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RD Explains Team Movements

Four rounds of Supercars action in four weeks.

For many of us, it’s like Christmas has come early, but for our crew on the road, it presents many challenges.

The next three weeks are going to be demanding; mentally, physically, and logistically. To better understand what our crew will be up to during this ‘festival of racing,’ we sat down with team boss Roland ‘RD’ Dane to explain the team’s movements over this period.

“The plan currently is that they’re up in Darwin between the two events and are deliberately staying up there just in case there’s any change of circumstances beyond our control. Hopefully, there won’t be any changes, but we’re playing it safe,” RD said.

“Post-Darwin #2, the plan is that the team will return to Brisbane, then fly to Townsville two days later, and everyone else will be there by the Friday. This allows our crew a couple of days back in Brisbane to catch up with family, get some clean clothes and then head back up north.

“They will stay up in Townsville for ten days to do the two events up there, and then will return back to Brisbane. We’re awaiting instructions from Supercars as to what happens after Townsville.”

A weekend of racing for anyone involved with the sport is quite taxing, let alone four consecutive weeks. When asked how the team will keep mentally and physically fit, RD explained the importance of allowing the team to have time off when there’s opportunities to do so.

“Race weekends are quite taxing particularly on the Saturdays from what the guys have told me, but there’s also the opportunity to have several days downtime during the week between events, which gives them an ability to recharge their batteries. By the time we get to the conclusion of Townsville #2, I reckon the whole of pit lane, whether it’s officials, team crews et cetera will be ready for a well-deserved break.”

Red Bull Holden Racing in Townsville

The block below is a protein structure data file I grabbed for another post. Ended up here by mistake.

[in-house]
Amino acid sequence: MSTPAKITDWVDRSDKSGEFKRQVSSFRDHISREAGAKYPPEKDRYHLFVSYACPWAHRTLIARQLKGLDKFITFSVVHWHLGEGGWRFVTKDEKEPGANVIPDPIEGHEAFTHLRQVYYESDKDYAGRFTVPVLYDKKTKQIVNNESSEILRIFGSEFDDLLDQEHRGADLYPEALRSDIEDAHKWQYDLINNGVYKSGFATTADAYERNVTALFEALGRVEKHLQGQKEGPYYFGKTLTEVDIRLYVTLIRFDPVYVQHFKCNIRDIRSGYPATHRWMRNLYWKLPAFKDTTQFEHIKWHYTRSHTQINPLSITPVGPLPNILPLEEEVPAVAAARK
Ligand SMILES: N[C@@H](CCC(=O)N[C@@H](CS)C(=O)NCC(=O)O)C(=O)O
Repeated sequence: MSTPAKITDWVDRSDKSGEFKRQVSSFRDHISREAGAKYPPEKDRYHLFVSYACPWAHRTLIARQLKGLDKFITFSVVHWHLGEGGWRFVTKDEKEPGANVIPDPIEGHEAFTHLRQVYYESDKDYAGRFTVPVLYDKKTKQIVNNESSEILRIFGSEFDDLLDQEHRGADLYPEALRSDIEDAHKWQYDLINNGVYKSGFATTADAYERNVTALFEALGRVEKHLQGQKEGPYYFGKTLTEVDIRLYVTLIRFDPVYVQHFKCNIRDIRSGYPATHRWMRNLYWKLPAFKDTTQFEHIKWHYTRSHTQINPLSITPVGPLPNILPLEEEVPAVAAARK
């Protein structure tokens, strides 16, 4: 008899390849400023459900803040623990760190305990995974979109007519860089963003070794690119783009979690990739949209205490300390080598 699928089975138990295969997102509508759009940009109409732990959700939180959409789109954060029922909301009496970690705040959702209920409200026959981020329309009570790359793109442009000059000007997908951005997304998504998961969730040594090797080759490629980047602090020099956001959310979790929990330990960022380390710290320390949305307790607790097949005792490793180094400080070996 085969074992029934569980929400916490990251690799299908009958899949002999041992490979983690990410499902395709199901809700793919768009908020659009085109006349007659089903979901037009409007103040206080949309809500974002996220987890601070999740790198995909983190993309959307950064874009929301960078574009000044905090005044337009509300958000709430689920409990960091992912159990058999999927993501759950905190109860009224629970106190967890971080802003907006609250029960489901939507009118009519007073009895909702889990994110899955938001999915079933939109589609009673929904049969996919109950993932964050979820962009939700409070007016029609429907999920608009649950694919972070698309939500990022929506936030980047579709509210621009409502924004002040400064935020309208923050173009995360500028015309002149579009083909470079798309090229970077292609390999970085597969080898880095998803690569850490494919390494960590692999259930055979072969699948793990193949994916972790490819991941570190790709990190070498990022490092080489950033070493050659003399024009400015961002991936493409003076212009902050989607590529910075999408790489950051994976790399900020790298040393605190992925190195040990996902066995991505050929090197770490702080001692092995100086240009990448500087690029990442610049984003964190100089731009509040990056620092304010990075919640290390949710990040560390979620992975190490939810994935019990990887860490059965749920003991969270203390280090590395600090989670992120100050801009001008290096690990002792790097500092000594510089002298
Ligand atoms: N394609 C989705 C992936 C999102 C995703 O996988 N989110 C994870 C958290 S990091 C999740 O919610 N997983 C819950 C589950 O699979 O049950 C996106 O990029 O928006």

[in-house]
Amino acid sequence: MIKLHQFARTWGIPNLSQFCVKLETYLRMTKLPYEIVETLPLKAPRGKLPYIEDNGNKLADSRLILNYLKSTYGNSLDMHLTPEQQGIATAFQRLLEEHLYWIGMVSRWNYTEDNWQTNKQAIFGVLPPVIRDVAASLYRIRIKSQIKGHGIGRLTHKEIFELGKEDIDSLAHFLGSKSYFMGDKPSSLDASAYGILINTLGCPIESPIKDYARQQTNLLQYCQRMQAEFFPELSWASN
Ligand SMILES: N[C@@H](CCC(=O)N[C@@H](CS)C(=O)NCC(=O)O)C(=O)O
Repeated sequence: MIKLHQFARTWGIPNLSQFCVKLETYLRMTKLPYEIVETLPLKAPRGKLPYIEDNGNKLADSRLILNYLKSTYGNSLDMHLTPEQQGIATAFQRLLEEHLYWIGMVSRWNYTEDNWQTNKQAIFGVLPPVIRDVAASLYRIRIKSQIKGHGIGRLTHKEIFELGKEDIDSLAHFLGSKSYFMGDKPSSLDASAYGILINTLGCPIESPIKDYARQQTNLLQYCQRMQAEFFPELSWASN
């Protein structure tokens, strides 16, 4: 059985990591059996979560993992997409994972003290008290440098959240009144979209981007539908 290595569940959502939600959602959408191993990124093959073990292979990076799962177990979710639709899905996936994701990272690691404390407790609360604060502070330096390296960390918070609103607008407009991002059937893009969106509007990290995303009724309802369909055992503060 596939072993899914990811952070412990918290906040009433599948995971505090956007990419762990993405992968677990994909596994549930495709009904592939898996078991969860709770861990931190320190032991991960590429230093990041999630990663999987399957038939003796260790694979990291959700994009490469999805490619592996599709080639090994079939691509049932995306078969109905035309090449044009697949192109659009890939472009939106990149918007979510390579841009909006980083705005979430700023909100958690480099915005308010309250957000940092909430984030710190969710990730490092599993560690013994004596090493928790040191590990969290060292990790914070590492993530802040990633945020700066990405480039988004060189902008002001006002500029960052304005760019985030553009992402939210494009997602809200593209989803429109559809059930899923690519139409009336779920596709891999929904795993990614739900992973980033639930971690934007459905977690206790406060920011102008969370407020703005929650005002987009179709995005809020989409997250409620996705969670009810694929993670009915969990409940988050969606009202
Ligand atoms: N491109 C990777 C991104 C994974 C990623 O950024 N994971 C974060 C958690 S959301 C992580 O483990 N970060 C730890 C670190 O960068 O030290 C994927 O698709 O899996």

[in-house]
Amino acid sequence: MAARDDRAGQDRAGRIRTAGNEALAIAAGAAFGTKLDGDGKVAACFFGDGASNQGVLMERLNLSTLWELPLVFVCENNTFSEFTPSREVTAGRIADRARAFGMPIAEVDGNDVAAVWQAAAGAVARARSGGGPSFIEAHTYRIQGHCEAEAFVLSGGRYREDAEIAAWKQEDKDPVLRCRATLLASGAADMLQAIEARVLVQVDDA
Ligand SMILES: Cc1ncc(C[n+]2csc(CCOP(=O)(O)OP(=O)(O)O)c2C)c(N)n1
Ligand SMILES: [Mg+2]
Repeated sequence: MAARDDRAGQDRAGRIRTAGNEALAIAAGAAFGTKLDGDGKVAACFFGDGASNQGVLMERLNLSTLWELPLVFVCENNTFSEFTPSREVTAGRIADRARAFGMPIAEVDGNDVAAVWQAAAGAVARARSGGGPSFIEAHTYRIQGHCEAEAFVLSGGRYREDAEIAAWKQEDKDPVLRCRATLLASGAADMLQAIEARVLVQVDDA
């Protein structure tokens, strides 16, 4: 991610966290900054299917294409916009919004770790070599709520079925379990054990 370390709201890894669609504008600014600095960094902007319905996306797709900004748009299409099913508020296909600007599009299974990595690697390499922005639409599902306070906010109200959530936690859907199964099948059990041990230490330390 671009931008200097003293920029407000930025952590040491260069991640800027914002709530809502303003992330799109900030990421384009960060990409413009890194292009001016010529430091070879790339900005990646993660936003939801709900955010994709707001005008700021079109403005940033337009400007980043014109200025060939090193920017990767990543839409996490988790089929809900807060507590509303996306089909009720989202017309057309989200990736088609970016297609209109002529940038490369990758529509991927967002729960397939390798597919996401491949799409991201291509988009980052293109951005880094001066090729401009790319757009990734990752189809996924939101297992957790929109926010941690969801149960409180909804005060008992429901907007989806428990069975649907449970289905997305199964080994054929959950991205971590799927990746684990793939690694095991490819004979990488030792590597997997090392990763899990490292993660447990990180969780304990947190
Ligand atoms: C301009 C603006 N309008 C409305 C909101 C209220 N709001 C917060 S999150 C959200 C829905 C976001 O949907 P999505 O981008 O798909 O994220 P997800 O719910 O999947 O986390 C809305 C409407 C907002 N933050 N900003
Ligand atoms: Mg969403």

During the break between both Darwin rounds, the garages at Hidden Valley Raceway will become a makeshift home-base for the crew, which allows the team to prepare the cars for another weekend of racing in the Top End.

“The Darwin garages are available for teams to work on the cars. There will obviously be differing amounts of work to be completed car-to-car depending on what sort of weekend you’ve had.

“There’s also things like crew suits which have to be washed, de-briefs to be done and analytics to be reviewed with regards to on-track performance. Those sorts of things are easy to do away from the factory, but the engineers who are here (Triple Eight Race Engineering workshop) give them some support during the week in terms of inputs as well,” RD explained.

When asked how grateful he was to the Victorian teams who have sacrificed so much to keep the Supercars season alive, RD offered nothing but praise.

“They have made the biggest sacrifice. I think everyone is now having to make personal sacrifices that were inconceivable a few months ago, but the Victorian teams are clearly away for much longer, which is extremely taxing for them, and we are massively appreciative for what they’re doing.

“I think the only upside for a lot of them is that they’re in better weather, and have much more freedom than what they would have if they were still in Melbourne at the moment, so there’s a small silver lining for them.”

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Townsville

Townsville

29 - 30 August 2020

📍 Reid Park Street Circuit, QLD

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Townsville News

All the latest news straight from the Team in Townsville.

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The Races

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Latest News Link In Bio Supercars Townsville

Townsville Takeover